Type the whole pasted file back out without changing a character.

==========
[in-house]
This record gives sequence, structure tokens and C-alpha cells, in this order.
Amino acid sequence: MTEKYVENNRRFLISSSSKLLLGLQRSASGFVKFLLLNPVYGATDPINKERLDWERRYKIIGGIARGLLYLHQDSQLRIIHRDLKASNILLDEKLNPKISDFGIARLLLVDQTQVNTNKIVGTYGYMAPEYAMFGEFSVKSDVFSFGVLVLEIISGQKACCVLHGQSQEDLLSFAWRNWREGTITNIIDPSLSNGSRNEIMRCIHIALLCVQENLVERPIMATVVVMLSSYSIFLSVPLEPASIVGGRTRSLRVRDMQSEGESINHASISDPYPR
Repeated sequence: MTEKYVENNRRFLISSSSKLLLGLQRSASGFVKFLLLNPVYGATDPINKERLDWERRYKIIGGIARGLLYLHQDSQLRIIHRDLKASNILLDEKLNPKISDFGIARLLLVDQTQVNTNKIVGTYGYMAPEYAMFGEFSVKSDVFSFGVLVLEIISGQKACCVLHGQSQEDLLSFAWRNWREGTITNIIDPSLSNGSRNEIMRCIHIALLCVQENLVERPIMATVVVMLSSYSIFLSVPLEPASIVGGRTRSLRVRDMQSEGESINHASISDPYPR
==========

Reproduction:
[in-house]
This record gives sequence, structure tokens and C-alpha cells, in this order.
Amino acid sequence: MTEKYVENNRRFLISSSSKLLLGLQRSASGFVKFLLLNPVYGATDPINKERLDWERRYKIIGGIARGLLYLHQDSQLRIIHRDLKASNILLDEKLNPKISDFGIARLLLVDQTQVNTNKIVGTYGYMAPEYAMFGEFSVKSDVFSFGVLVLEIISGQKACCVLHGQSQEDLLSFAWRNWREGTITNIIDPSLSNGSRNEIMRCIHIALLCVQENLVERPIMATVVVMLSSYSIFLSVPLEPASIVGGRTRSLRVRDMQSEGESINHASISDPYPR
Repeated sequence: MTEKYVENNRRFLISSSSKLLLGLQRSASGFVKFLLLNPVYGATDPINKERLDWERRYKIIGGIARGLLYLHQDSQLRIIHRDLKASNILLDEKLNPKISDFGIARLLLVDQTQVNTNKIVGTYGYMAPEYAMFGEFSVKSDVFSFGVLVLEIISGQKACCVLHGQSQEDLLSFAWRNWREGTITNIIDPSLSNGSRNEIMRCIHIALLCVQENLVERPIMATVVVMLSSYSIFLSVPLEPASIVGGRTRSLRVRDMQSEGESINHASISDPYPR